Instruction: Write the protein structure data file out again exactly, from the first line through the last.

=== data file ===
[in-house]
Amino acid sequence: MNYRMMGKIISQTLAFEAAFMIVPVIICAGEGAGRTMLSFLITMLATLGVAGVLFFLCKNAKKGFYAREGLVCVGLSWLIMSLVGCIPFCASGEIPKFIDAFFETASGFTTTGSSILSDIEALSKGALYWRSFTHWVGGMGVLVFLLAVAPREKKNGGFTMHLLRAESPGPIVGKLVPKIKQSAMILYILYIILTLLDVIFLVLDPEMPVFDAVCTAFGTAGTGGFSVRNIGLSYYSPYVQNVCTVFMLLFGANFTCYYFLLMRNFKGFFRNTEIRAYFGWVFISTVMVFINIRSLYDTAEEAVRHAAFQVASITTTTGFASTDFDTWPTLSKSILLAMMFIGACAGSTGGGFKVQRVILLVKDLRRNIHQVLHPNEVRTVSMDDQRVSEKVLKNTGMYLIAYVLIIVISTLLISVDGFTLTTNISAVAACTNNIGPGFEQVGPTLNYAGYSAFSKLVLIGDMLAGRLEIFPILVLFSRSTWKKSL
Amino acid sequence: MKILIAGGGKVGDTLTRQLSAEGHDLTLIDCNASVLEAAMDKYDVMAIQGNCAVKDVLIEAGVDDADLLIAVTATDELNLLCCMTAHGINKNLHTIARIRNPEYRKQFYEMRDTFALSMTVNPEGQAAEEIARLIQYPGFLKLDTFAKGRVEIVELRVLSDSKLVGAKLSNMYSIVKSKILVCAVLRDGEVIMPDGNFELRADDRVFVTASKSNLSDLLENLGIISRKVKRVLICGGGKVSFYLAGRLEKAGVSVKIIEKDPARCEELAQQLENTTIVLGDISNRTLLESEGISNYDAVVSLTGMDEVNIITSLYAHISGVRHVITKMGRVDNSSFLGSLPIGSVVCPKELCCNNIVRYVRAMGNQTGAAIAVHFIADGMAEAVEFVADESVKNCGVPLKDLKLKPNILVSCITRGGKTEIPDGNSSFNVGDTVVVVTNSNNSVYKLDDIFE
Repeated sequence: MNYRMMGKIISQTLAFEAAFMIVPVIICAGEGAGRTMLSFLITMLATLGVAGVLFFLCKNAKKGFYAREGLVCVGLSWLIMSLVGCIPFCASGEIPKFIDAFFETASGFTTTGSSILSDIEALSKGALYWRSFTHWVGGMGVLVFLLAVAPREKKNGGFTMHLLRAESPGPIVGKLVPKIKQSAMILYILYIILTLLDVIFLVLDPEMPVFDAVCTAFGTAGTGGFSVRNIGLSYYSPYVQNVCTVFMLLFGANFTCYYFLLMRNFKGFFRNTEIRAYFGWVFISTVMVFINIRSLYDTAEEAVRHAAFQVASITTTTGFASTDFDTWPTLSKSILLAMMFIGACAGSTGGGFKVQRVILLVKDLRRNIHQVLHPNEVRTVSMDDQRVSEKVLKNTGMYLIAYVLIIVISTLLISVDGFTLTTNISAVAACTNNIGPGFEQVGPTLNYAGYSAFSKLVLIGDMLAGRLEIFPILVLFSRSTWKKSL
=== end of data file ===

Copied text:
[in-house]
Amino acid sequence: MNYRMMGKIISQTLAFEAAFMIVPVIICAGEGAGRTMLSFLITMLATLGVAGVLFFLCKNAKKGFYAREGLVCVGLSWLIMSLVGCIPFCASGEIPKFIDAFFETASGFTTTGSSILSDIEALSKGALYWRSFTHWVGGMGVLVFLLAVAPREKKNGGFTMHLLRAESPGPIVGKLVPKIKQSAMILYILYIILTLLDVIFLVLDPEMPVFDAVCTAFGTAGTGGFSVRNIGLSYYSPYVQNVCTVFMLLFGANFTCYYFLLMRNFKGFFRNTEIRAYFGWVFISTVMVFINIRSLYDTAEEAVRHAAFQVASITTTTGFASTDFDTWPTLSKSILLAMMFIGACAGSTGGGFKVQRVILLVKDLRRNIHQVLHPNEVRTVSMDDQRVSEKVLKNTGMYLIAYVLIIVISTLLISVDGFTLTTNISAVAACTNNIGPGFEQVGPTLNYAGYSAFSKLVLIGDMLAGRLEIFPILVLFSRSTWKKSL
Amino acid sequence: MKILIAGGGKVGDTLTRQLSAEGHDLTLIDCNASVLEAAMDKYDVMAIQGNCAVKDVLIEAGVDDADLLIAVTATDELNLLCCMTAHGINKNLHTIARIRNPEYRKQFYEMRDTFALSMTVNPEGQAAEEIARLIQYPGFLKLDTFAKGRVEIVELRVLSDSKLVGAKLSNMYSIVKSKILVCAVLRDGEVIMPDGNFELRADDRVFVTASKSNLSDLLENLGIISRKVKRVLICGGGKVSFYLAGRLEKAGVSVKIIEKDPARCEELAQQLENTTIVLGDISNRTLLESEGISNYDAVVSLTGMDEVNIITSLYAHISGVRHVITKMGRVDNSSFLGSLPIGSVVCPKELCCNNIVRYVRAMGNQTGAAIAVHFIADGMAEAVEFVADESVKNCGVPLKDLKLKPNILVSCITRGGKTEIPDGNSSFNVGDTVVVVTNSNNSVYKLDDIFE
Repeated sequence: MNYRMMGKIISQTLAFEAAFMIVPVIICAGEGAGRTMLSFLITMLATLGVAGVLFFLCKNAKKGFYAREGLVCVGLSWLIMSLVGCIPFCASGEIPKFIDAFFETASGFTTTGSSILSDIEALSKGALYWRSFTHWVGGMGVLVFLLAVAPREKKNGGFTMHLLRAESPGPIVGKLVPKIKQSAMILYILYIILTLLDVIFLVLDPEMPVFDAVCTAFGTAGTGGFSVRNIGLSYYSPYVQNVCTVFMLLFGANFTCYYFLLMRNFKGFFRNTEIRAYFGWVFISTVMVFINIRSLYDTAEEAVRHAAFQVASITTTTGFASTDFDTWPTLSKSILLAMMFIGACAGSTGGGFKVQRVILLVKDLRRNIHQVLHPNEVRTVSMDDQRVSEKVLKNTGMYLIAYVLIIVISTLLISVDGFTLTTNISAVAACTNNIGPGFEQVGPTLNYAGYSAFSKLVLIGDMLAGRLEIFPILVLFSRSTWKKSL